if ${p}^{\prime}\notin {B}^{\prime}$ then |

${B}^{\prime}\leftarrow {B}^{\prime}\cup \left\{{p}^{\prime}\right\}$; |

end; |

end; |

if $d<{d}^{\prime}$ then |

${d}^{\prime}\leftarrow d$; |

if ${p}^{\prime}\notin {B}^{\prime}$ then |

${B}^{\prime}\leftarrow \left\{{p}^{\prime}\right\}$; |

end; |

end; |

end; {of for} |

end; {of for} |

end; |

if size(${B}^{\prime}$) == 1, then { Only one element exists in ${B}^{\prime}$} |

$\overline{x}\leftarrow {{B}^{\prime}}_{1}$; |

return; |

end |

else {The point ${p}^{\prime}$ in ${B}^{\prime}$ with the shortest path distance to $x$ is picked} |

${d}^{\prime}={A}^{\ast}({{B}^{\prime}}_{1},x)$; {Calculate the path distance with ${A}^{\ast}$ algorithm} |

$m=1$; |

for k $\leftarrow $ 2 to size(${B}^{\prime}$), do |

$d\leftarrow {A}^{\ast}({B}_{k}^{\prime},x)$; |

if $d<{d}^{\prime}$, then |

${d}^{\prime}\leftarrow d$; $m\leftarrow k$; |

end; |

end; {of for} |

$\overline{x}\leftarrow {{B}^{\prime}}_{m}$; |

return; |

end; |

## 6. Experiments

#### 6.1. Experimental Setup

#### 6.1.1. Experimental Testbed

#### 6.1.2. Parameter Setting

#### 6.2. Localization Accuracy and Reliability

#### 6.3. Localization Performance

#### 6.4. Impact of Threshold T

#### 6.5. Adaptivity of the Step Length Model

#### 6.6. Energy Consumption

## 7. Discussion

## 8. Conclusions

## Acknowledgments

## Author Contributions

## Conflicts of Interest

## References

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**Figure 9.**Snapshots of the data collection process and the corresponding screenshots of the in-time tracked trajectories on smartphones. (

**a**) Walking down a corridor; (

**b**) walking through a door; (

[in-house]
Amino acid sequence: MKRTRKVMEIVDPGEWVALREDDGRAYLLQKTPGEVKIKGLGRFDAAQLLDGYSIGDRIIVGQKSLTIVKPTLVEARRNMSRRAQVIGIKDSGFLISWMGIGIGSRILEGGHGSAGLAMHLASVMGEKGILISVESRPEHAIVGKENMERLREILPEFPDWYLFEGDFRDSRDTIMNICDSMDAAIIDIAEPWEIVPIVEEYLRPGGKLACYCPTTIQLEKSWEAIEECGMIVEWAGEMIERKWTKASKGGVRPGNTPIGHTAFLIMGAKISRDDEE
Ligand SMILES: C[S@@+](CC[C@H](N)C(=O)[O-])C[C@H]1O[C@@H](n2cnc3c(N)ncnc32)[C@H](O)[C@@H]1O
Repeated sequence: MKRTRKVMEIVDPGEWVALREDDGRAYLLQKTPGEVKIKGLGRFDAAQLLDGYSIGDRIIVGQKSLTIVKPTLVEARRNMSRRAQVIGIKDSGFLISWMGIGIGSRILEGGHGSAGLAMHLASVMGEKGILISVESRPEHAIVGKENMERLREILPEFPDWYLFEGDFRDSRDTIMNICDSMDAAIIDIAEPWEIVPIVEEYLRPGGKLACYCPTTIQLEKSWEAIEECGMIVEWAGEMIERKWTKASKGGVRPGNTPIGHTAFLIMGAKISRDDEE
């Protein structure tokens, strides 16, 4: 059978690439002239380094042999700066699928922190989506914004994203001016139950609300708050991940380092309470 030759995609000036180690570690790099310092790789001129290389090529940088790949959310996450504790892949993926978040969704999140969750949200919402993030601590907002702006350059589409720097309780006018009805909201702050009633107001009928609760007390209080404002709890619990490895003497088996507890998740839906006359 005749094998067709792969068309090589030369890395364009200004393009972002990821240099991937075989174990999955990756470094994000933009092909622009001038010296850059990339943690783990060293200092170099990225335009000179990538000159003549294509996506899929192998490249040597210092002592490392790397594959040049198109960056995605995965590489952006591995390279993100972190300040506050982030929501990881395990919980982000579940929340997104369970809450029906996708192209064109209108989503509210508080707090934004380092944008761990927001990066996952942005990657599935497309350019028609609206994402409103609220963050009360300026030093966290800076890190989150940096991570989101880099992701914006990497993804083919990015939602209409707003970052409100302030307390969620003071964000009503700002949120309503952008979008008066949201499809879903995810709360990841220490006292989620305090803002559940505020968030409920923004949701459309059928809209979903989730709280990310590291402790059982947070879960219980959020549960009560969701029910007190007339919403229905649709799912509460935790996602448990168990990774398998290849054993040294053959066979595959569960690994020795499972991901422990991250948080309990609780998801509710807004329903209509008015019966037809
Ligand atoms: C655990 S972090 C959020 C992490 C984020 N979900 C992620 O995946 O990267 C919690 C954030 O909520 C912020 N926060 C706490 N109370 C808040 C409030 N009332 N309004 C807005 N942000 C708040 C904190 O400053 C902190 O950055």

**c**) tracking in the corridor; (

**d**) tracking in the large room.

**Figure 13.**Estimated trajectories along the first test path. (

**a**) Estimated trajectories on the first floor; (

**b**) estimated trajectories on the second floor; (

**c**) estimated trajectories on the fourth floor.

**Figure 14.**Estimated trajectories along the second test path. (

**a**) Estimated trajectories on the first floor; (

**b**) estimated trajectories on the second floor; (

**c**) estimated trajectories on the fourth floor.

GridiLoc | Map Filtering (1000 Particles) | Map Filtering (50 Particles) | |
---|---|---|---|

Standard error | 0.79 m | 1.19 m | 3.53 m |

Mean error | 1.27 m | 1.68 m | 2.17 m |

Median error | 1.12 m | 1.38 m | 1.39 m |

67% CEP | 1.45 m | 1.86 m | 1.94 m |

T = 2 | T = 5 | T = 10 | T = 13 | T = 15 | |
---|---|---|---|---|---|

Time | 113.34 s | 79.21 s | 88.00 s | 116.84 s | 122.76 s |

Standard error | 2.36 m | 0.92 m | 0.87 m | 0.89 m | 8.55 m |

Mean error | 1.87 m | 1.45 m | 1.34 m | 1.40 m | 4.57 m |

Median error | 1.23 m | 1.22 m | 1.15 m | 1.19 m | 1.61 m |

67% CEP | 1.66 m | 1.64 m | 1.52 m | 1.56 m | 2.16 m |

Step Length Model Parameter | Tester 1 | Tester 2 | ||
---|---|---|---|---|

Weinberg Distance (m) | GridiLoc Distance (m) | Weinberg Distance (m) | GridiLoc Distance (m) | |

0.5 | 255.3 | 286.6 | 266.2 | 285.1 |

0.54 | 273.7 | 290.4 | 286.4 | 292.5 |

0.58 | 294.5 | 284.8 | 305.5 | 293.1 |

0.62 | 314.1 | 292.1 | 325.7 | 289.5 |

0.66 | 334.5 | 282.9 | 346.3 | 291.3 |

0.7 | 354.9 | 285.8 | 365.6 | 294.8 |

© 2016 by the authors; licensee MDPI, Basel, Switzerland. This article is an open access article distributed under the terms and conditions of the Creative Commons Attribution (CC-BY) license (http://creativecommons.org/licenses/by/4.0/).

## Share and Cite

**MDPI and ACS Style**

Shang, J.; Hu, X.; Cheng, W.; Fan, H. GridiLoc: A Backtracking Grid Filter for Fusing the Grid Model with PDR Using Smartphone Sensors. *Sensors* **2016**, *16*, 2137.
https://doi.org/10.3390/s16122137

**AMA Style**

Shang J, Hu X, Cheng W, Fan H. GridiLoc: A Backtracking Grid Filter for Fusing the Grid Model with PDR Using Smartphone Sensors. *Sensors*. 2016; 16(12):2137.
https://doi.org/10.3390/s16122137

**Chicago/Turabian Style**

Shang, Jianga, Xuke Hu, Wen Cheng, and Hongchao Fan. 2016. "GridiLoc: A Backtracking Grid Filter for Fusing the Grid Model with PDR Using Smartphone Sensors" *Sensors* 16, no. 12: 2137.
https://doi.org/10.3390/s16122137